Informal outlets will power remote summer learning opportunities

The last day of school for the Alhambra Unified School District in California is May 28, 2020, yet plans for how summer learning and summer school will run have yet to be decided, said high school teacher Jose Sanchez.

Still, he is determined that his students — including 30 seniors — at Alhambra High School will have an opportunity to continue their learning even as the uncertainty of the coming months remains.

“There is no doubt that my thoughts are on what will happen in the fall and whether we will resume classes in California, but my gut feeling tells me we’re probably going to be doing distance learning probably for the rest of the school year,” Sanchez told Education Dive by email. “So, my summer will be focused on having my classroom ready to go digitally online through Google classroom and finding ways to keep in contact and keep my students engaged through the summer.” 

Summer slide is already an annual concern during school years when coronavirus is not present. With social distancing rules still imposed from the ongoing novel coronavirus pandemic, educators are looking at how to continue supporting students as the nation continues its crawl toward reopening, putting plans in place to stay in touch and stem learning loss.

These efforts include not only continuing online learning into the summer months, but finding informal ways to connect, so educators can continue with lessons and projects started since lockdowns went into effect this year.

Videoconferencing remains essential in summer school

Every year, Sanchez has his students in Alhambra, California, work on a political issue either at the local, state or national level. This school year, they decided to focus on the 2020 Census and reach out to the community to help them understand the importance of completing these forms.

The pandemic, however, upended those plans, making it impossible to be out in public and talking with people. But now, students are brainstorming steps they can take even over the summer months.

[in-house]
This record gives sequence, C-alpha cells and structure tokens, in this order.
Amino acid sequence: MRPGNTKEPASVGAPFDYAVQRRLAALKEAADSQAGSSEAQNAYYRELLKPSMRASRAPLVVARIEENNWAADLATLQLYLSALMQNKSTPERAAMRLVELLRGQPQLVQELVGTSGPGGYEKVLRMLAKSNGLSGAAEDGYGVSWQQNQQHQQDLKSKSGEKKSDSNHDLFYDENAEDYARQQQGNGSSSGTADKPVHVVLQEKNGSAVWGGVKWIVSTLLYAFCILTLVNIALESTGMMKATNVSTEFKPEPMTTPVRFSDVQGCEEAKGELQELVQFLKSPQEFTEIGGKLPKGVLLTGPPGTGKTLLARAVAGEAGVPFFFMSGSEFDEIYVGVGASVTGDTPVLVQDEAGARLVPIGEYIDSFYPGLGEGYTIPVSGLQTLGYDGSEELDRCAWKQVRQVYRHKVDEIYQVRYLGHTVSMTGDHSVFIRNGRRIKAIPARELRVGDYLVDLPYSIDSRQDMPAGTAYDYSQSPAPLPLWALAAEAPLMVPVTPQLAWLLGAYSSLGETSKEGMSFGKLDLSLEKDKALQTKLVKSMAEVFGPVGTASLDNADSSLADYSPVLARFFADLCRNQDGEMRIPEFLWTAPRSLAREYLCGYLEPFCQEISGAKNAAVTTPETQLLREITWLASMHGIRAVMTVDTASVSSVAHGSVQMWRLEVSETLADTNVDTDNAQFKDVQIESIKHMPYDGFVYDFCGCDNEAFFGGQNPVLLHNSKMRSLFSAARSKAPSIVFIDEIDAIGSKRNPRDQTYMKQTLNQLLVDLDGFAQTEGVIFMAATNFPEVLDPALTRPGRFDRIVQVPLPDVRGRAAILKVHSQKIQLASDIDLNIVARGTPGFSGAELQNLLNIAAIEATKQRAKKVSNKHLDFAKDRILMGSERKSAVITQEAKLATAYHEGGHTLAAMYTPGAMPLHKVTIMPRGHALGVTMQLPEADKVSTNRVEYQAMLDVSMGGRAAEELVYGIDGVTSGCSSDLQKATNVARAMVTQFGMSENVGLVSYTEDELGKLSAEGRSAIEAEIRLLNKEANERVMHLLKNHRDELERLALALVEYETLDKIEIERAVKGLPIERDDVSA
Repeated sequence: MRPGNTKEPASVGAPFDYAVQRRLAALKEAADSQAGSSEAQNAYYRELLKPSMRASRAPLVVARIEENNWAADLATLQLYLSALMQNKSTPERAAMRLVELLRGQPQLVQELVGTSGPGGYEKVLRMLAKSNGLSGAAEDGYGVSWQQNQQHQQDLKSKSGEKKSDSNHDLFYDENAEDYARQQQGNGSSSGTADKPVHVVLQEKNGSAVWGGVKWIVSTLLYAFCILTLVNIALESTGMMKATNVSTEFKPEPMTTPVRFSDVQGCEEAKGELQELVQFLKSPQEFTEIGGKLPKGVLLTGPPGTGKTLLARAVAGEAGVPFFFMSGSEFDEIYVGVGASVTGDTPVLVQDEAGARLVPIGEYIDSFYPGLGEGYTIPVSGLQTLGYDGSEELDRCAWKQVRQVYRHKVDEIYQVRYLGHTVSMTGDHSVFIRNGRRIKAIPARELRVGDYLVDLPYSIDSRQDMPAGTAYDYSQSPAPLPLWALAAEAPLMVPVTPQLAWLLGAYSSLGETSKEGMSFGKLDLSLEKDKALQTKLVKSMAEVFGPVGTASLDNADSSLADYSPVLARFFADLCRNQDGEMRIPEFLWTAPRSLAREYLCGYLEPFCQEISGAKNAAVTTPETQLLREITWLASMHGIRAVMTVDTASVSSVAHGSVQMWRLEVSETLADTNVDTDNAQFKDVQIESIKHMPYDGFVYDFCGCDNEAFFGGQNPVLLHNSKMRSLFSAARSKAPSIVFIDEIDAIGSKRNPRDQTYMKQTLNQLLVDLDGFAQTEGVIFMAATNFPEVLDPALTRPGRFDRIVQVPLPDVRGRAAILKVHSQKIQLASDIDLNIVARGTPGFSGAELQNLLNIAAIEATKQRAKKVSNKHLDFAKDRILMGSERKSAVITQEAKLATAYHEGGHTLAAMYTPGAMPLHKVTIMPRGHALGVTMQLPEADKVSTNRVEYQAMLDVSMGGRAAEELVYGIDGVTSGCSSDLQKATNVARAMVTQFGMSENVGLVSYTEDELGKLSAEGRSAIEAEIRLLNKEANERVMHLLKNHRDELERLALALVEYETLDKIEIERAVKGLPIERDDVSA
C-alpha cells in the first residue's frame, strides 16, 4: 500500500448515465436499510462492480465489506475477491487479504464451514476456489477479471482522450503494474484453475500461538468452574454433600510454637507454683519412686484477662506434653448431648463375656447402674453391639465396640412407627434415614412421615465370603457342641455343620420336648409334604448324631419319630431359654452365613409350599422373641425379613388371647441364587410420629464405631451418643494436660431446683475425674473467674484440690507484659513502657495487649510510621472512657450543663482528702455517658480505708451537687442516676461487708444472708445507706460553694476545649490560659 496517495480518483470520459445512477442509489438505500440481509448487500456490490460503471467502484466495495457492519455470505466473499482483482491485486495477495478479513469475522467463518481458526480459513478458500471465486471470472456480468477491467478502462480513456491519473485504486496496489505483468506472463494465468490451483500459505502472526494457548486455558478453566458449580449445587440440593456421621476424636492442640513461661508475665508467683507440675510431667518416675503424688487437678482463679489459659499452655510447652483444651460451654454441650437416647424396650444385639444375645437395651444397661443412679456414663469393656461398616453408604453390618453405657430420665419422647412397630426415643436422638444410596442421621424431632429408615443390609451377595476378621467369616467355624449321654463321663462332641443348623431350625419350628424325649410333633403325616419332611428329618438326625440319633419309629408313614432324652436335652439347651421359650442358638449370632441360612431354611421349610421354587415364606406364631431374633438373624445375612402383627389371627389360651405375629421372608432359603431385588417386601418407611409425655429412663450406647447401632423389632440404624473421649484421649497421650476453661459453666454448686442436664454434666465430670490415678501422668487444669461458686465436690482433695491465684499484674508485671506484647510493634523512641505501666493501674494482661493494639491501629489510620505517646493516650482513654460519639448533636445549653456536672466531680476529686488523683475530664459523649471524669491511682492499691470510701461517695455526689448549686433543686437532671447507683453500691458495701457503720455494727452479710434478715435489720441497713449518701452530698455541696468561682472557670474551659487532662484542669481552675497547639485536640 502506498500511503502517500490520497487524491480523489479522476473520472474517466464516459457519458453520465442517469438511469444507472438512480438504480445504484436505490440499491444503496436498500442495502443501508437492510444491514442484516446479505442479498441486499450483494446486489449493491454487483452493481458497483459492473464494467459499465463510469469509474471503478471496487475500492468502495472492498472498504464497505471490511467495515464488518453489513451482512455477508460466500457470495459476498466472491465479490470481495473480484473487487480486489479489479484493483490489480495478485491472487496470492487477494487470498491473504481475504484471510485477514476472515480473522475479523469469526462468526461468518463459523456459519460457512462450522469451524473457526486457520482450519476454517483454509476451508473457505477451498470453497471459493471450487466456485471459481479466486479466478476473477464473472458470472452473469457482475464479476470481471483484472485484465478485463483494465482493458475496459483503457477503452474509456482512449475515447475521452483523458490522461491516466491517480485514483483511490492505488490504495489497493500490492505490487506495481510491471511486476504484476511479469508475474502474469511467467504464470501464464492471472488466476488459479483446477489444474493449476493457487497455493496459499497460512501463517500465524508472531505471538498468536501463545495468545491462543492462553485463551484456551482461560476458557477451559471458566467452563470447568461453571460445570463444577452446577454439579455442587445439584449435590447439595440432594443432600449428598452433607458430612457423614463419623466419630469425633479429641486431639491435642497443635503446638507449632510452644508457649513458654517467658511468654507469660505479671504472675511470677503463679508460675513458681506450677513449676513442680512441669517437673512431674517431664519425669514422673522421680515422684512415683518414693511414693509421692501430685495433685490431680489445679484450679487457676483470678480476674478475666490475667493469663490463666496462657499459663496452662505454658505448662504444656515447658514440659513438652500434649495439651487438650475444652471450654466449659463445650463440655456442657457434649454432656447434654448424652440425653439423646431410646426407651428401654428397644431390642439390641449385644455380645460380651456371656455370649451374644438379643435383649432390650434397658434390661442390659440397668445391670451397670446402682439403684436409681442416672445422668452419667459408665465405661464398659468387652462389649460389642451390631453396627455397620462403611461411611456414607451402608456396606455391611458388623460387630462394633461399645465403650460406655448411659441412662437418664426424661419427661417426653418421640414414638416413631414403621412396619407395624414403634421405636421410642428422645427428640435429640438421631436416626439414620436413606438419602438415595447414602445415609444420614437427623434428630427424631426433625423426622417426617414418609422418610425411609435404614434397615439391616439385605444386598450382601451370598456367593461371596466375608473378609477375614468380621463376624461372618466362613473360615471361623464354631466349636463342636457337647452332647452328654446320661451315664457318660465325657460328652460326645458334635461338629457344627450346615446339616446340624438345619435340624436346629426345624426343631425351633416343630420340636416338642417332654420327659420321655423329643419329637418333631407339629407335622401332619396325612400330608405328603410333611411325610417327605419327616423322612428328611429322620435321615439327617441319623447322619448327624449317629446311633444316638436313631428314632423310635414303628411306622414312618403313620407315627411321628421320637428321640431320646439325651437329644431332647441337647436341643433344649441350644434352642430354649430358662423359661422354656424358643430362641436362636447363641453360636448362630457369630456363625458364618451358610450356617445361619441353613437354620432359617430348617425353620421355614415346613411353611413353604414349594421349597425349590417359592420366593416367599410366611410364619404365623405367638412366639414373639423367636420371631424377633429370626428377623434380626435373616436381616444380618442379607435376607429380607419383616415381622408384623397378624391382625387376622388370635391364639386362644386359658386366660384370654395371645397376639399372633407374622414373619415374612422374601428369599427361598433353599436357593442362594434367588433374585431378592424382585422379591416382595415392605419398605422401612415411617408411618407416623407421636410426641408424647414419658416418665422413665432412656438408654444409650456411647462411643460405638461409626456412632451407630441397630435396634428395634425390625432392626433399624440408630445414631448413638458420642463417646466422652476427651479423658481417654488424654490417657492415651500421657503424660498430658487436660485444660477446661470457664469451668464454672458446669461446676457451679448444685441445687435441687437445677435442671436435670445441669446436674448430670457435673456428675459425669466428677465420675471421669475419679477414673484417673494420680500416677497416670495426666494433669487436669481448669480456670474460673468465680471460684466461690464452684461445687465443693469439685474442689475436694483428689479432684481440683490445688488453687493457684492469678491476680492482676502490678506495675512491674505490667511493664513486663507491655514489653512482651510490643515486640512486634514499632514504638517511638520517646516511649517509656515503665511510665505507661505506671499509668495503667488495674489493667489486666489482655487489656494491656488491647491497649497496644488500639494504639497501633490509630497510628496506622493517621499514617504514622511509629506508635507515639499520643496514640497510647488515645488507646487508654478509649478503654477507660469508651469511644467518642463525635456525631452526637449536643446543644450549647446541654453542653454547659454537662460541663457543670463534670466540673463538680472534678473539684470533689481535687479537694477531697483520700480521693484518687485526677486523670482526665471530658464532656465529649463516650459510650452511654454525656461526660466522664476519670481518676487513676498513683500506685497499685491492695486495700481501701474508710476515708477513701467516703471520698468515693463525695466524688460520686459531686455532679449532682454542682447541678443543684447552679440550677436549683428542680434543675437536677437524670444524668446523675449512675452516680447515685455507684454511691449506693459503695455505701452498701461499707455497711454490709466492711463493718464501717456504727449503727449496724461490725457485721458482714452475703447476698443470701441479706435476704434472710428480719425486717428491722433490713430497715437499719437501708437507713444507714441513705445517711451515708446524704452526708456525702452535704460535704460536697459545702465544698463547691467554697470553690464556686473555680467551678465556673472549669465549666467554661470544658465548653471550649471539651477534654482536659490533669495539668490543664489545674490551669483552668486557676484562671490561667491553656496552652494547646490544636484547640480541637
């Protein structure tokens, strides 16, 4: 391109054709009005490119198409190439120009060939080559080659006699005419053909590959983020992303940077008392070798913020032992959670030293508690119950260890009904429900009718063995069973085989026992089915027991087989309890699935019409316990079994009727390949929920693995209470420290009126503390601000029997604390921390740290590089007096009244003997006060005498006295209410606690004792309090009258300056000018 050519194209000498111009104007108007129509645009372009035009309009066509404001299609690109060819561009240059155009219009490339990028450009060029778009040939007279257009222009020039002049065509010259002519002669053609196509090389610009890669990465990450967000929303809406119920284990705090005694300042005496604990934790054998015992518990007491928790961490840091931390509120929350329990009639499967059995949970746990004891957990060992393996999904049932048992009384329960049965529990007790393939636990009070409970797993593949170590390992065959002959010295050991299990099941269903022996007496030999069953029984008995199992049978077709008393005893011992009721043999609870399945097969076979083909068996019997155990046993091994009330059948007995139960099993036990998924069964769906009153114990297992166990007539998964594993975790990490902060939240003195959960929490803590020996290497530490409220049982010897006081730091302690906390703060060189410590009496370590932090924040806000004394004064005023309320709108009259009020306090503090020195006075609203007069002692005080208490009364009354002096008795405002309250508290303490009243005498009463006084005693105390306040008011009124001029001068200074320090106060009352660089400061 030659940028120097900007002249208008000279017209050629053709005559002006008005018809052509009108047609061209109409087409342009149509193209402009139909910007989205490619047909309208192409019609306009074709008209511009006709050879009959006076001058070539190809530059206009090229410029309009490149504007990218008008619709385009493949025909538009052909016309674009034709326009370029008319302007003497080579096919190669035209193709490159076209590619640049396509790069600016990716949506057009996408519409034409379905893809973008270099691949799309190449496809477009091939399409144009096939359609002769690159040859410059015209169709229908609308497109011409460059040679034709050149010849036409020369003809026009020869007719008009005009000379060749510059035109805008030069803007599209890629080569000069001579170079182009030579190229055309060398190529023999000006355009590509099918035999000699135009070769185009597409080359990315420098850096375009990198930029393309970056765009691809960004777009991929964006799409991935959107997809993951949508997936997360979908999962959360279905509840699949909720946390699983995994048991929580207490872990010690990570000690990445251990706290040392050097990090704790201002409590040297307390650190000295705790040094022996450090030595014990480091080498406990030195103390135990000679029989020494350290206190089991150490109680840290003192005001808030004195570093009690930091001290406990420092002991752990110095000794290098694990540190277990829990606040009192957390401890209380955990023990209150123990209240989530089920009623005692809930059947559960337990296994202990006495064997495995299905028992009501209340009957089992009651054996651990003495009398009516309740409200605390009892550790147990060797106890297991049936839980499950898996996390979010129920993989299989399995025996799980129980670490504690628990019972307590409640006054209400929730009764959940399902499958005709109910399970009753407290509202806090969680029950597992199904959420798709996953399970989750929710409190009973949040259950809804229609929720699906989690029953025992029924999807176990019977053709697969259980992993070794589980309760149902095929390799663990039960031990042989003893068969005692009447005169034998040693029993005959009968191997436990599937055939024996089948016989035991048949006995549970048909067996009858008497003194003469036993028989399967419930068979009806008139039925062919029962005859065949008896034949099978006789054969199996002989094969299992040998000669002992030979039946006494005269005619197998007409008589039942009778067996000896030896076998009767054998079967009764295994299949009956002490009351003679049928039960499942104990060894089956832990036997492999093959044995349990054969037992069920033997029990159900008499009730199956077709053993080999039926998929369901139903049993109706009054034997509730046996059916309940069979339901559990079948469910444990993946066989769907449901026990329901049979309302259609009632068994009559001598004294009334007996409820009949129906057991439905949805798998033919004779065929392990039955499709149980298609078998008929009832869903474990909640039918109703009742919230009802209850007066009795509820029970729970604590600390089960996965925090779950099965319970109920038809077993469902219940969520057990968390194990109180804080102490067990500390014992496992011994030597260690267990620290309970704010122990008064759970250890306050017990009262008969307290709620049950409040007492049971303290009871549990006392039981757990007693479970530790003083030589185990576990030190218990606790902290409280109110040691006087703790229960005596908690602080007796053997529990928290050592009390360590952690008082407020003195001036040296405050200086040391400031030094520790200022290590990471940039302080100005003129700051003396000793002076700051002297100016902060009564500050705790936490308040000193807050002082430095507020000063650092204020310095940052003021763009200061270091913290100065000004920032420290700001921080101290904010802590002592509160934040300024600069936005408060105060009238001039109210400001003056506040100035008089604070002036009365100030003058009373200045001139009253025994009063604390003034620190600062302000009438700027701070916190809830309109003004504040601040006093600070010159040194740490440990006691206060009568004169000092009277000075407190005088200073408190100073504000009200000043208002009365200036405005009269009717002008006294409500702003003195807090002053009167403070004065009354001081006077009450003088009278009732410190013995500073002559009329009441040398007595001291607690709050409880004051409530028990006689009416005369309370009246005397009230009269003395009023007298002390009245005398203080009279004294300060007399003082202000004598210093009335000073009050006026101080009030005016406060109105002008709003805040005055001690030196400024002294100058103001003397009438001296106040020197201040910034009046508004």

One will be to meet with local elected officials, including Alhambra City Councilwoman Adele Andrade-Stadler, and have conversations over the videoconferencing tool Zoom. Other projects may include writing an opinion piece for a local paper or launching a social media campaign and reach out to fellow students to “ensure they were ‘counted,’” said Sanchez.

All of these activities are designed to help students continue to learn “…about the importance of the Census as it pertains to funding, apportionment of Congresspeople, and how minority groups like the undocumented, immigrants, Native Americans and even Hispanics and Asians are impacted by the Census,” he said.

Social media loops families in on summer projects

Cricket Dowdy’s school year ends May 22, but the kindergarten teacher in the Mitchell County School District in Georgia already has learning plans in place for the upcoming summer months.

During Baconton Community Charter School’s shift to remote learning, Dowdy, also a member of the Association of American Educators, launched a private Facebook page where her students, along with family members, could go even if they didn’t have a computer at home. She knew families had smartphones and that most were on the network, so Dowdy felt comfortable posting everything from read-alouds to science projects. That will continue over the summer.